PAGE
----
“I’m not going to let a melody be just a melody,” she says. “It has to be the right one. I’m practicing constantly…working to get better.”

When she’s performing on stage, Muhammad says, “It’s just me. It’s just me there, singing to you. There’s nothing else … no one else. Just me and you. And, I’m singing.”

Muhammad has been nominated three times for Omaha Entertainment and Arts Awards’ best singer-songwriter, but has yet to take home the hardware.

“I’m, like, the youngest artist there…so that’s really cool,” she says. “I’m still working on winning though. I’ll get there someday, but it’s cool just to be nominated.” 

jocelynmusic.com

This article was printed in the May/June 2017 edition of Encounter.

The Acoustic Gangster

August 20, 2012 by
Photography by minorwhitestudios

When musician Brian Alexander first arrived in Omaha, he decided on a big approach to introduce himself to the local music scene.

Alexander, who also goes by “the Acoustic Gangster,” plastered his image across three billboards in town, adorned with the phrase, “Having your own billboard is pretty gangster.”

“I knew I was fresh to the area,” Alexander says. “I wanted to put myself out there and blow up.”

Alexander says the gambit was pricey but ultimately worth it. And that’s not the only wild purchase Alexander has made to promote himself. He also has a life-size cardboard cutout of himself that he hauls around to gigs. Alexander says people try to buy it, steal it, drunk girls try to talk to it, and guys have even tried to pick fights with it. Everybody seems to take pictures with it, too. “That’s been one of the most interesting purchases I’ve ever made,” says Alexander, who enjoys being a bit eccentric.

But Alexander hasn’t relied solely on having his own cardboard doppleganger and putting his face on billboards to build his audience. He’s also spent time building tight relationships with local bars and clubs where he plays, especially Stiles Pub (1204 Howard St.) and Parliament Pub’s Shops of Legacy and Old Market locations.

“I’m really loyal to people that give you chances,” Alexander says.

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During Alexander’s sets, he relies on a selection of covers that point toward the sort of music that he writes. There’s plenty of ‘90s-era material from acts like The Smashing Pumpkins, Live, Blind Melon, and the Presidents of the United States. Alexander says he seeks to give his audience a little bit of adolescent nostaglia. “I do stuff that brings them back to high school,” he says.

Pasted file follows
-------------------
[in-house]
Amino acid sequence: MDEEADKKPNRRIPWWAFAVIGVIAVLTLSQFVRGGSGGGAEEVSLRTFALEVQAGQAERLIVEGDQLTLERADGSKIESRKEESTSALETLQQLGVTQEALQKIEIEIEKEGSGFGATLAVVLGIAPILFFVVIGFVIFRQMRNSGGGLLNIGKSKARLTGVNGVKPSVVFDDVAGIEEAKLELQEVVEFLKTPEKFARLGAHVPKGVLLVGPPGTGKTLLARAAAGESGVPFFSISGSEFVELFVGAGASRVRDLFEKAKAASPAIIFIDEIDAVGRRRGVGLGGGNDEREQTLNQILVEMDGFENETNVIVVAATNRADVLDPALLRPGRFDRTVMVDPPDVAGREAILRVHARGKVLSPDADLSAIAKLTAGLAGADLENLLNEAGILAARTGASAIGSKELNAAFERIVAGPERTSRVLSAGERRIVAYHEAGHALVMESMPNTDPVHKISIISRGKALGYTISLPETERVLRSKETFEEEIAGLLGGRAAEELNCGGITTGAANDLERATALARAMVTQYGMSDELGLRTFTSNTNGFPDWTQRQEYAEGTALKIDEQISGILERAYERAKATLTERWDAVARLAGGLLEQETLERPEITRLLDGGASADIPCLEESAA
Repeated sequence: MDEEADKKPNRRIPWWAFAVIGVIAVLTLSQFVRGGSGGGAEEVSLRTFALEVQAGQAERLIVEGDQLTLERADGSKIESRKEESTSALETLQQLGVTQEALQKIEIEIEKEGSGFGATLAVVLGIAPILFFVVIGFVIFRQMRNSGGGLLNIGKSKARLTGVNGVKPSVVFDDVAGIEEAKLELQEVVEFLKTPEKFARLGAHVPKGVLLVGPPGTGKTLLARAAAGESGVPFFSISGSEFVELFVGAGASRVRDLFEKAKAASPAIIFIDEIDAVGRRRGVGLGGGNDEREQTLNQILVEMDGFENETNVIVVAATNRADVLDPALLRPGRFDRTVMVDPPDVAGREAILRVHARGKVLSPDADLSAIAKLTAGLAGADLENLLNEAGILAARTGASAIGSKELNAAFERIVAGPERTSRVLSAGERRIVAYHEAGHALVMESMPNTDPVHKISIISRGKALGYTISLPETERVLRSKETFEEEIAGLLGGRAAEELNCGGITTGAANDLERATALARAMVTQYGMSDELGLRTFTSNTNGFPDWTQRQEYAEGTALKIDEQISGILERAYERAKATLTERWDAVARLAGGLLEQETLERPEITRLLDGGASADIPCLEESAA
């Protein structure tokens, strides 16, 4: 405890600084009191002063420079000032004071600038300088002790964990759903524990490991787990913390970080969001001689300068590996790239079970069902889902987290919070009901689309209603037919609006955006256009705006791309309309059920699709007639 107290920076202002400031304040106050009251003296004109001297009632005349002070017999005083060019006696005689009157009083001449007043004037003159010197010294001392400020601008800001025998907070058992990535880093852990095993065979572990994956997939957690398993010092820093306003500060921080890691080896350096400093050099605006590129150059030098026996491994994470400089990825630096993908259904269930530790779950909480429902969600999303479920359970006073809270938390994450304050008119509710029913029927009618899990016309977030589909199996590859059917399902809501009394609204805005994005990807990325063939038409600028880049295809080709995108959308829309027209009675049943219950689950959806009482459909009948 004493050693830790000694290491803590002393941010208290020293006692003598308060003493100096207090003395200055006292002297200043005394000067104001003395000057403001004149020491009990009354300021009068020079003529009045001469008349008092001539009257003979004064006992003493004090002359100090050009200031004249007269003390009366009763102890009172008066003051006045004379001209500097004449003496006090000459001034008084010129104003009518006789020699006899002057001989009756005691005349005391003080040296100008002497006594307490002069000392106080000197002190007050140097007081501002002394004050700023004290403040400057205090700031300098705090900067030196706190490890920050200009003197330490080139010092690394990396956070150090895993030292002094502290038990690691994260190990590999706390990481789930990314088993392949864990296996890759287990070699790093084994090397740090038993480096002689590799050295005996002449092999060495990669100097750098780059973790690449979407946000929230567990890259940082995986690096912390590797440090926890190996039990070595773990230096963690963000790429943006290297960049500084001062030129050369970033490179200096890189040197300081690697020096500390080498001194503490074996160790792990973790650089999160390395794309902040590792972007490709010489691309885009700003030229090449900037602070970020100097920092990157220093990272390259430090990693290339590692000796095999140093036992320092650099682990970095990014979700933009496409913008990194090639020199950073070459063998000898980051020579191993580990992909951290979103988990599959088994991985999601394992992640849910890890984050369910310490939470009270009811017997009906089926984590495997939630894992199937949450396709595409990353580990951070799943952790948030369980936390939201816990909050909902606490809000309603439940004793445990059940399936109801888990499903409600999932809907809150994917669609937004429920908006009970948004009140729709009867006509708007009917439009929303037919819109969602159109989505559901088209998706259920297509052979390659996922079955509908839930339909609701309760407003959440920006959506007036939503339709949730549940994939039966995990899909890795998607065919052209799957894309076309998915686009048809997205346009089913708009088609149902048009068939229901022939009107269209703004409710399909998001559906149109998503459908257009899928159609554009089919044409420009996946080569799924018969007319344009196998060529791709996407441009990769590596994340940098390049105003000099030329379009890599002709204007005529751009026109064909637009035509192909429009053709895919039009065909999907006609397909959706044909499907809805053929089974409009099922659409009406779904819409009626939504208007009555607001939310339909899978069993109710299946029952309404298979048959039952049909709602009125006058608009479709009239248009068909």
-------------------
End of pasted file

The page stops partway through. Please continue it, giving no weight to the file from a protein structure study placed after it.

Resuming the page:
Alexander’s music takes those influences and combines them with a modern acoustic pop feel that brings to mind contemporary acts like Jason Mraz, Eric Hutchinson, and G. Love. His latest single, “Lemonade,” brings that light-hearted pop vibe together with a simple beat and acoustic guitar.

Omaha may have become Alexander’s musical home, but it was a long journey before he arrived in town. Alexander lived in Martha’s Vineyard, Mass., before attending Penn State University.

His first impulse for pursuing a music career was to pack up for Nashville, but soon an Omaha friend that Alexander had met while studying abroad in France convinced him to give Nebraska a try.

Before long, Alexander had settled down in Omaha and began playing regular gigs. Then one night at a gig, a fan called him over to the bar to buy him a drink, slung his arm around Alexander’s shoulder, and introduced him as “my man, the Acoustic Gangster, Brian Alexander.”

There was no shaking the name, Alexander says. “It kind of stuck in my head the rest of the night,” he recalls.

And it helped him with the dilemma of just how to stand out from the crowd of singer-songwriters out there. In looking up the number of Brian Alexanders on Facebook, he encountered hundreds. That number dropped dramatically for the newly minted nickname. “Sure enough, there were no ‘Acoustic Gangsters’ registered anywhere,” Alexander says.

Now, there’s one who’s eager to make fans any way he can.